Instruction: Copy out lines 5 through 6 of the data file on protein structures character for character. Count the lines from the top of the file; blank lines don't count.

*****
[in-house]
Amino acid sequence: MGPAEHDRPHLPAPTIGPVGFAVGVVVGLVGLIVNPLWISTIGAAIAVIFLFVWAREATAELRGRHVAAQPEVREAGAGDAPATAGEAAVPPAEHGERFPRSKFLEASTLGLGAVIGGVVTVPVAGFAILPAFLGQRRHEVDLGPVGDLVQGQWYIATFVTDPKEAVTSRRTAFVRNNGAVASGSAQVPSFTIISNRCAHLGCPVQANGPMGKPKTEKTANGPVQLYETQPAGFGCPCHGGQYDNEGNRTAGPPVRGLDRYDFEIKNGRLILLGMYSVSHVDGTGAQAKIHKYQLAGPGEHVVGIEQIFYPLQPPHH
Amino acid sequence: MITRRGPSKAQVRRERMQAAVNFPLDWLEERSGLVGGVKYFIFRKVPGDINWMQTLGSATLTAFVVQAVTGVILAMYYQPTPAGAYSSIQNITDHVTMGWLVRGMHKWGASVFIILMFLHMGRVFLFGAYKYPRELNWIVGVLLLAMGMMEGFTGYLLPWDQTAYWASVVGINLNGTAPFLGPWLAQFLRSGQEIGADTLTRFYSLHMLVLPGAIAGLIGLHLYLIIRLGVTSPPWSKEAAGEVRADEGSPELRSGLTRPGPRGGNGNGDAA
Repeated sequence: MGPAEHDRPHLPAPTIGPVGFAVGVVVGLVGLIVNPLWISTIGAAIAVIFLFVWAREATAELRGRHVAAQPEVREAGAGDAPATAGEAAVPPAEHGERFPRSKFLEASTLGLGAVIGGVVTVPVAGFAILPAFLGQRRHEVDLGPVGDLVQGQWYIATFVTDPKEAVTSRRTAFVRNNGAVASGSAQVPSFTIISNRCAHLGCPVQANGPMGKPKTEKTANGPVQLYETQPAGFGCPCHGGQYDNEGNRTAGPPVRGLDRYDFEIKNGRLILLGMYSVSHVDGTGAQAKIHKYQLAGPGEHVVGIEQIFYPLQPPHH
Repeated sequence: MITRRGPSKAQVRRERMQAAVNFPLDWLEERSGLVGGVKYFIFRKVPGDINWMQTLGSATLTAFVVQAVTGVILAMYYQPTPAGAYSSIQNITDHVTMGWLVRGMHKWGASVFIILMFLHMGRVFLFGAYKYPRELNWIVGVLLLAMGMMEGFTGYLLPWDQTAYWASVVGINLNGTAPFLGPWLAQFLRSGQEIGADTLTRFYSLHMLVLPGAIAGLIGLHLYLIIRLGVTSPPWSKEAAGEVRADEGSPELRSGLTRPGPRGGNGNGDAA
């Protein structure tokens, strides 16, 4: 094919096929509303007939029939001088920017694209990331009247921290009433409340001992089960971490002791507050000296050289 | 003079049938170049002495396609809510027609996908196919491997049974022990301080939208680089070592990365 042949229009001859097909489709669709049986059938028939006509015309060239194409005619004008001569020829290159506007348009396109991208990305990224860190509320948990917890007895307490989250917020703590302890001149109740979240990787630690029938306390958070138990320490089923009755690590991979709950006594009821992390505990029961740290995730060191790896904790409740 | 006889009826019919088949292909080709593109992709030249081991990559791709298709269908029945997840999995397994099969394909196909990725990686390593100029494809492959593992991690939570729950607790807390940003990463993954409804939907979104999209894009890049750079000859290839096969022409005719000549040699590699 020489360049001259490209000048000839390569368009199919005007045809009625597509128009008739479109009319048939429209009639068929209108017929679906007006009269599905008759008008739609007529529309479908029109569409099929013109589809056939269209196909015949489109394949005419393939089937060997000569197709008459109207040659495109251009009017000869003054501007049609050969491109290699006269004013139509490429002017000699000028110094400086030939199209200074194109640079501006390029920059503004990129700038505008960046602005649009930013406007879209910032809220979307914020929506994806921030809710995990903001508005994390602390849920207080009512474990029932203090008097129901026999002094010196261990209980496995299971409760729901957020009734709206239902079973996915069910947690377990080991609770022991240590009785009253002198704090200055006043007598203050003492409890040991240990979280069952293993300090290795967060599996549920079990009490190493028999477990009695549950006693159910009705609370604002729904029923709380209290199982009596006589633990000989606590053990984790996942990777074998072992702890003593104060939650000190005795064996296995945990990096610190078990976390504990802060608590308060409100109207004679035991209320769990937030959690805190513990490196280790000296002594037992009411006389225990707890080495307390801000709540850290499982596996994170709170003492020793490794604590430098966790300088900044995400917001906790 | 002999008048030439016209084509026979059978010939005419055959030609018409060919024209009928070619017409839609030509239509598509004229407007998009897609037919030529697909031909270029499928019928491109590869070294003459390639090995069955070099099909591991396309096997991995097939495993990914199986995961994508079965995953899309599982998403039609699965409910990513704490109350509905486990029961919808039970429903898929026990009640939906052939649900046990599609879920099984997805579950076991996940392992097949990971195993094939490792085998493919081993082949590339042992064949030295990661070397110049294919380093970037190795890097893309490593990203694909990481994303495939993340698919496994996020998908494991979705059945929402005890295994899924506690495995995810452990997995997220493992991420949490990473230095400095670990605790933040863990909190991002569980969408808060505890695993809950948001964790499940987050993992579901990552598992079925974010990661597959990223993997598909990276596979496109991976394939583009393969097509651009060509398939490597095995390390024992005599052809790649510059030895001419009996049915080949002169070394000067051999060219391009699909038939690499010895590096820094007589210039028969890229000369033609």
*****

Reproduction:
Repeated sequence: MITRRGPSKAQVRRERMQAAVNFPLDWLEERSGLVGGVKYFIFRKVPGDINWMQTLGSATLTAFVVQAVTGVILAMYYQPTPAGAYSSIQNITDHVTMGWLVRGMHKWGASVFIILMFLHMGRVFLFGAYKYPRELNWIVGVLLLAMGMMEGFTGYLLPWDQTAYWASVVGINLNGTAPFLGPWLAQFLRSGQEIGADTLTRFYSLHMLVLPGAIAGLIGLHLYLIIRLGVTSPPWSKEAAGEVRADEGSPELRSGLTRPGPRGGNGNGDAA
């Protein structure tokens, strides 16, 4: 094919096929509303007939029939001088920017694209990331009247921290009433409340001992089960971490002791507050000296050289 | 003079049938170049002495396609809510027609996908196919491997049974022990301080939208680089070592990365 042949229009001859097909489709669709049986059938028939006509015309060239194409005619004008001569020829290159506007348009396109991208990305990224860190509320948990917890007895307490989250917020703590302890001149109740979240990787630690029938306390958070138990320490089923009755690590991979709950006594009821992390505990029961740290995730060191790896904790409740 | 006889009826019919088949292909080709593109992709030249081991990559791709298709269908029945997840999995397994099969394909196909990725990686390593100029494809492959593992991690939570729950607790807390940003990463993954409804939907979104999209894009890049750079000859290839096969022409005719000549040699590699 020489360049001259490209000048000839390569368009199919005007045809009625597509128009008739479109009319048939429209009639068929209108017929679906007006009269599905008759008008739609007529529309479908029109569409099929013109589809056939269209196909015949489109394949005419393939089937060997000569197709008459109207040659495109251009009017000869003054501007049609050969491109290699006269004013139509490429002017000699000028110094400086030939199209200074194109640079501006390029920059503004990129700038505008960046602005649009930013406007879209910032809220979307914020929506994806921030809710995990903001508005994390602390849920207080009512474990029932203090008097129901026999002094010196261990209980496995299971409760729901957020009734709206239902079973996915069910947690377990080991609770022991240590009785009253002198704090200055006043007598203050003492409890040991240990979280069952293993300090290795967060599996549920079990009490190493028999477990009695549950006693159910009705609370604002729904029923709380209290199982009596006589633990000989606590053990984790996942990777074998072992702890003593104060939650000190005795064996296995945990990096610190078990976390504990802060608590308060409100109207004679035991209320769990937030959690805190513990490196280790000296002594037992009411006389225990707890080495307390801000709540850290499982596996994170709170003492020793490794604590430098966790300088900044995400917001906790 | 002999008048030439016209084509026979059978010939005419055959030609018409060919024209009928070619017409839609030509239509598509004229407007998009897609037919030529697909031909270029499928019928491109590869070294003459390639090995069955070099099909591991396309096997991995097939495993990914199986995961994508079965995953899309599982998403039609699965409910990513704490109350509905486990029961919808039970429903898929026990009640939906052939649900046990599609879920099984997805579950076991996940392992097949990971195993094939490792085998493919081993082949590339042992064949030295990661070397110049294919380093970037190795890097893309490593990203694909990481994303495939993340698919496994996020998908494991979705059945929402005890295994899924506690495995995810452990997995997220493992991420949490990473230095400095670990605790933040863990909190991002569980969408808060505890695993809950948001964790499940987050993992579901990552598992079925974010990661597959990223993997598909990276596979496109991976394939583009393969097509651009060509398939490597095995390390024992005599052809790649510059030895001419009996049915080949002169070394000067051999060219391009699909038939690499010895590096820094007589210039028969890229000369033609």